Articles



Can Cycling Apps be Used to Inform Smart Infrastructure Planning?

This article assesses whether crowdsourced data relating to cycling travel patterns can be used to inform investment decision-making on infrastructure funding to identify where it will have the most beneficial effects. Transport data is amongst the most popular data used by digital application developers, with many examples of innovative smartphone applications offering traffic information to avoid road congestion. The UK Department for Transport expects to see many customer-friendly services and applications being brought to market and emphasises the need to remove restrictions on commercial use of data, so that it can be more readily shared.1 In relation to cycling there has been an explosion of apps based on user-generated data, OpenStreetMap data, GPS, and open data designed to meet the needs of both more and less confident cyclists. Applications focus on different aspects to improve the cycling experience – journey planning (e.g., Cycle Streets, MapMyRide), personal performance (e.g., Endomondo, Strava Cycling), creating online communities (e.g., Social Cyclist) as well as reporting crime (e.g., Check That Bike!) or road hazards (e.g., Fill That Hole).

For this article, the smartphone app Strava is used to understand how cyclists move throughout the city, and make inferences about where infrastructure investment would be most beneficial. Strava user activity is aggregated into a single map interface which can be viewed online, highlighting the popular and less popular routes of cyclists. It does this through a feature called segments, which provides information on sections of a cyclist route, including the total number of users and journeys made, the demographics of the user, and average journey speeds, and which any user can access.

Strava provides readily available cycling data, but planners, developers, and campaign groups are uncertain whether it is representative of actual cycling patterns. If a correlation between Strava data and actual cycling levels were defined, the ability to use Strava segment data as an indication of actual levels of bicycle use on specific roads could be a very useful tool for these groups. Conducting cycling surveys can be prohibitively expensive, particularly if data is required over a large area or time period. The ability to use Strava to obtain instant estimates of cycle use on most roads in an area would allow stakeholders to make more informed decisions. The use of Strava segment data may be particularly useful when conducting city-wide studies such as developing a cycle network, or for a pre-feasibility study where there is a limited budget available for detailed investigation. This article uses the UK cities of Manchester and Bristol, and the US city of Portland, Oregon, to assess the extent to which Strava data provides a representative picture of cyclist behaviour and activity within the city.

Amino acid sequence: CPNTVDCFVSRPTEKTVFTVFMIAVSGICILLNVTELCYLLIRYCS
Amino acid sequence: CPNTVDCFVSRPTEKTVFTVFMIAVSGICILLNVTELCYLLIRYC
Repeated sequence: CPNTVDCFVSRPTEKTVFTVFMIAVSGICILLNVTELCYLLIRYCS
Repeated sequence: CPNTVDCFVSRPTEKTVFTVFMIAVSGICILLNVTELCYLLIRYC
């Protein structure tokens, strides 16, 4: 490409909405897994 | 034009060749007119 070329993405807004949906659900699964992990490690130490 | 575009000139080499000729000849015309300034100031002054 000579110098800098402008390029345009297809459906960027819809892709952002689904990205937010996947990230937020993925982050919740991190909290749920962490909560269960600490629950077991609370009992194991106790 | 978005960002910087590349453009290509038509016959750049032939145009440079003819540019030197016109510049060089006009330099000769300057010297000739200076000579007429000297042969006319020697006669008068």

Methodology

The study team performed two quantitative studies comparing bike counts and Strava segment data in Manchester and Bristol. Strava also provided data from Portland for a third comparison. Box 1 summarizes study locations and data collected. Two analyses were performed: a) a comparison between Strava and observational count data in Manchester (This comparison also included an analysis of additional data such as age, gender, speed, and journey purpose. Strava data includes this information, and the project team obtained on-site information from observations and questionnaires. Strava also provided the number of app users in Manchester between 2011 and 2014.) and b) a comparison between Strava and observational count data at Bristol and Portland. All bicycle count and Strava segment data was collected during widely accepted ‘neutral’ days (i.e., Tuesday to Thursday) and months to eliminate the effects of long weekends or other holidays on travel activity.

In Manchester, the study team collected and analyzed questionnaire and Strava segment data from 10 different segments around the Oxford Road Corridor (Box 2), which is known for its high level of cycling activity and its wide range in demographics that includes students and commuters. In Bristol, the study team performed a short quantitative study comparing bicycle trips recorded by Strava and by observation counts over a 12-hour period at 39 different sites (Box 3). These sites represent a mix of road types in the Bristol area. Finally, the short quantitative study of Portland data provided by Strava compared 24-hour cycle counts and Strava trips on two specific segments with relatively high bicycle volumes over a 12-month period.

Results from the Manchester Analysis

App Use

Strava’s userbase in Manchester has increased year-on-year. Box 4 shows the monthly average number of active users for the 10 monitored segments in Manchester between January 2011 and May 2014. Segment monitoring has shown an approximate 100 percent growth in the active Strava userbase in Manchester from February to May 2014.

Demographics